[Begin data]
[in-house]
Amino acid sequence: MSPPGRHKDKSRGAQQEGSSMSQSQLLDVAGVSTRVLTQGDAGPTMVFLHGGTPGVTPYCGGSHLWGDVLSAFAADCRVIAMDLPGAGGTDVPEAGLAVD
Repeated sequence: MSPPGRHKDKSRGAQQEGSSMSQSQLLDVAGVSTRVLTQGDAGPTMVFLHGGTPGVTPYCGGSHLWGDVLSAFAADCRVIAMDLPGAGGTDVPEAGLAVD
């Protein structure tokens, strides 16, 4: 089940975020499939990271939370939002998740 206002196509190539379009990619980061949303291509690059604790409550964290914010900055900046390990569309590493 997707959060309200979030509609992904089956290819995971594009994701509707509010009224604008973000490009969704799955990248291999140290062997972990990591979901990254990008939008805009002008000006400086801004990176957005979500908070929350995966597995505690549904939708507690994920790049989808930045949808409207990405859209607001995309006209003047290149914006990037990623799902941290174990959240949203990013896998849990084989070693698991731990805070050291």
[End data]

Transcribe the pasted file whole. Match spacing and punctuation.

[in-house]
Amino acid sequence: MSPPGRHKDKSRGAQQEGSSMSQSQLLDVAGVSTRVLTQGDAGPTMVFLHGGTPGVTPYCGGSHLWGDVLSAFAADCRVIAMDLPGAGGTDVPEAGLAVD
Repeated sequence: MSPPGRHKDKSRGAQQEGSSMSQSQLLDVAGVSTRVLTQGDAGPTMVFLHGGTPGVTPYCGGSHLWGDVLSAFAADCRVIAMDLPGAGGTDVPEAGLAVD
């Protein structure tokens, strides 16, 4: 089940975020499939990271939370939002998740 206002196509190539379009990619980061949303291509690059604790409550964290914010900055900046390990569309590493 997707959060309200979030509609992904089956290819995971594009994701509707509010009224604008973000490009969704799955990248291999140290062997972990990591979901990254990008939008805009002008000006400086801004990176957005979500908070929350995966597995505690549904939708507690994920790049989808930045949808409207990405859209607001995309006209003047290149914006990037990623799902941290174990959240949203990013896998849990084989070693698991731990805070050291």